BARKSDALE AIR FORCE BASE, La. —
A team of Air Force Global Strike Command Airmen from the 90th Missile Wing at F.E. Warren Air Force Base, Wyoming, launched an unarmed Minuteman III intercontinental ballistic missile equipped with a test reentry vehicle at 2:42 a.m. Pacific Time May 1 from Vandenberg Air Force Base, California.
The test demonstrates that the United States’ nuclear deterrent is modern, robust, flexible, ready and appropriately tailored to deter twenty-first century threats and reassure our allies. Test launches are not a response or reaction to world events or regional tensions.
The ICBM's reentry vehicle, which contained a high-fidelity package used for operational testing, traveled approximately 4,200 miles to the Kwajalein Atoll in the Marshall Islands. These test launches verify the accuracy and reliability of the ICBM weapon system, providing valuable data to ensure a continued safe, secure and effective nuclear deterrent.
“The test launch is the culmination of months of hard work and preparation that involve multiple partners," said Col. Dave Kelley, 576th Flight Test Squadron commander. "I couldn’t be more impressed with the team that we partner with to successfully execute this mission. The men and women from the 90th MW, 576th FLTS, and the 30th Space Wing here at Vandenberg made this look easy, but it was far from that! It’s a testament to the dedication and professionalism of these great organizations.”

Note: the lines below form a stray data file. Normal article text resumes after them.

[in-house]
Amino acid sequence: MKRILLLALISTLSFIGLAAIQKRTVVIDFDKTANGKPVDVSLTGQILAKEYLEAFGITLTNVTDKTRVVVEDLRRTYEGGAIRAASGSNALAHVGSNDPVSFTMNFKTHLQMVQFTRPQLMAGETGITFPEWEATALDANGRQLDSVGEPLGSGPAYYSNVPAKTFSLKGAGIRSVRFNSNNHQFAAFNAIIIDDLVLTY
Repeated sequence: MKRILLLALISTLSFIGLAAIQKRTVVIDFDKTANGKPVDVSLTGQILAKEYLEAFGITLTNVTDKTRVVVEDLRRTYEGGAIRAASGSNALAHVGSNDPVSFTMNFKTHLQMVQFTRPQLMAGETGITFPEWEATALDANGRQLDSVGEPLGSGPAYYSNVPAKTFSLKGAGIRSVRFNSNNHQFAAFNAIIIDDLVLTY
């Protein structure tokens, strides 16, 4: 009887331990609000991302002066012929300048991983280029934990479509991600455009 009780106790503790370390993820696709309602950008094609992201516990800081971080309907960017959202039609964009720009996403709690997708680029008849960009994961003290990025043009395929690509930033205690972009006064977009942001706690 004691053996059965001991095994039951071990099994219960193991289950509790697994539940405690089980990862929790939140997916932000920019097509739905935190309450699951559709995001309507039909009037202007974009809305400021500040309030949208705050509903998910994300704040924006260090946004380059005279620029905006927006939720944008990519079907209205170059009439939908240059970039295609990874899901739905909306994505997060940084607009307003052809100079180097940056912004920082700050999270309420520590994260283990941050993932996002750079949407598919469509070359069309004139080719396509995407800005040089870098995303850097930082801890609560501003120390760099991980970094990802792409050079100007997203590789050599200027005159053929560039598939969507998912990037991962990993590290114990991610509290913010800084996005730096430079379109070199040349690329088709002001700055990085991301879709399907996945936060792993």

F.E. Warren AFB is one of three missile bases with crew members standing alert 24 hours a day, year-round, overseeing the nation’s ICBM alert forces.
"Members of the 90th MW were selected for this task force based on their demonstrated commitment, dedication to the mission and proficiency in maintaining and operating the nation's ICBM force,” said Maj. Travis Hilliard, Task Force commander. “I'm extremely proud of the team's ability to prepare the ICBM for the test and monitor the sortie up until test execution. The tasks they have accomplished here have been done with the same level of precision and professionalism as they are every day back in the missile fields in Wyoming," he said.
The ICBM community, including the Department of Defense, the Department of Energy, and U.S. Strategic Command uses data collected from test launches for continuing force development evaluation. The ICBM test launch program demonstrates the operational capability of the Minuteman III and ensures the United States’ ability to maintain a strong, credible nuclear deterrent as a key element of U.S. national security and the security of U.S. allies and partners.
The launch calendars are built three to five years in advance, and planning for each individual launch begins six months to a year prior to launch.